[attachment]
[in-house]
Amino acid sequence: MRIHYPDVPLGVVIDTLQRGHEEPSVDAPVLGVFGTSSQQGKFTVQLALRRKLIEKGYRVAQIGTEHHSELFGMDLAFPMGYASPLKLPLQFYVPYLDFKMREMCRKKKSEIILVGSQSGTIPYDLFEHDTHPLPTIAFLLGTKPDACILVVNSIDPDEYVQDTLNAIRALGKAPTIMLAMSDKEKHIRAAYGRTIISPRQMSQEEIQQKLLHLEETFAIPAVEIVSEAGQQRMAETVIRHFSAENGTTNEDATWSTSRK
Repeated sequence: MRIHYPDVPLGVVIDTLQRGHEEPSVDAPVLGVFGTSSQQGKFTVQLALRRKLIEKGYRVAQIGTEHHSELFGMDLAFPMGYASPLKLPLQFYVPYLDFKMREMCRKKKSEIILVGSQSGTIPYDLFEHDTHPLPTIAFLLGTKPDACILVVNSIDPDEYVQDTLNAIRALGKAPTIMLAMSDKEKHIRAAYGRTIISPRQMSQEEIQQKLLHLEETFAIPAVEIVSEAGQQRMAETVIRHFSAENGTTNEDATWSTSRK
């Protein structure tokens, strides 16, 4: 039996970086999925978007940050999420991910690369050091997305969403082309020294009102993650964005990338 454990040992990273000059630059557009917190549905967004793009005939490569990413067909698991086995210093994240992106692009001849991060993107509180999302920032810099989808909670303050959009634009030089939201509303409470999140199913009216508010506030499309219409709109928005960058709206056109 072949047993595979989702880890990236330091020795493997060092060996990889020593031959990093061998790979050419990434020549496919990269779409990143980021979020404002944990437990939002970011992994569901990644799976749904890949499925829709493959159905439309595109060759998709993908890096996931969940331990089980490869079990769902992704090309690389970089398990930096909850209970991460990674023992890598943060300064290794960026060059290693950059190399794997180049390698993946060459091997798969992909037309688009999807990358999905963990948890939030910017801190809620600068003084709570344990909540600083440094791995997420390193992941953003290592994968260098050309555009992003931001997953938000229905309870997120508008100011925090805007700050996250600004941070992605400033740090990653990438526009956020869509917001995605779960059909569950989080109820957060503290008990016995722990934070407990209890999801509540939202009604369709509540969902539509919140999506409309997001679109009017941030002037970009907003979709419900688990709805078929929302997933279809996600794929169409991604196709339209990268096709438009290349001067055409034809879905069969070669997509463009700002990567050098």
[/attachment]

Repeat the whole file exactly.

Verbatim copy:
[in-house]
Amino acid sequence: MRIHYPDVPLGVVIDTLQRGHEEPSVDAPVLGVFGTSSQQGKFTVQLALRRKLIEKGYRVAQIGTEHHSELFGMDLAFPMGYASPLKLPLQFYVPYLDFKMREMCRKKKSEIILVGSQSGTIPYDLFEHDTHPLPTIAFLLGTKPDACILVVNSIDPDEYVQDTLNAIRALGKAPTIMLAMSDKEKHIRAAYGRTIISPRQMSQEEIQQKLLHLEETFAIPAVEIVSEAGQQRMAETVIRHFSAENGTTNEDATWSTSRK
Repeated sequence: MRIHYPDVPLGVVIDTLQRGHEEPSVDAPVLGVFGTSSQQGKFTVQLALRRKLIEKGYRVAQIGTEHHSELFGMDLAFPMGYASPLKLPLQFYVPYLDFKMREMCRKKKSEIILVGSQSGTIPYDLFEHDTHPLPTIAFLLGTKPDACILVVNSIDPDEYVQDTLNAIRALGKAPTIMLAMSDKEKHIRAAYGRTIISPRQMSQEEIQQKLLHLEETFAIPAVEIVSEAGQQRMAETVIRHFSAENGTTNEDATWSTSRK
């Protein structure tokens, strides 16, 4: 039996970086999925978007940050999420991910690369050091997305969403082309020294009102993650964005990338 454990040992990273000059630059557009917190549905967004793009005939490569990413067909698991086995210093994240992106692009001849991060993107509180999302920032810099989808909670303050959009634009030089939201509303409470999140199913009216508010506030499309219409709109928005960058709206056109 072949047993595979989702880890990236330091020795493997060092060996990889020593031959990093061998790979050419990434020549496919990269779409990143980021979020404002944990437990939002970011992994569901990644799976749904890949499925829709493959159905439309595109060759998709993908890096996931969940331990089980490869079990769902992704090309690389970089398990930096909850209970991460990674023992890598943060300064290794960026060059290693950059190399794997180049390698993946060459091997798969992909037309688009999807990358999905963990948890939030910017801190809620600068003084709570344990909540600083440094791995997420390193992941953003290592994968260098050309555009992003931001997953938000229905309870997120508008100011925090805007700050996250600004941070992605400033740090990653990438526009956020869509917001995605779960059909569950989080109820957060503290008990016995722990934070407990209890999801509540939202009604369709509540969902539509919140999506409309997001679109009017941030002037970009907003979709419900688990709805078929929302997933279809996600794929169409991604196709339209990268096709438009290349001067055409034809879905069969070669997509463009700002990567050098």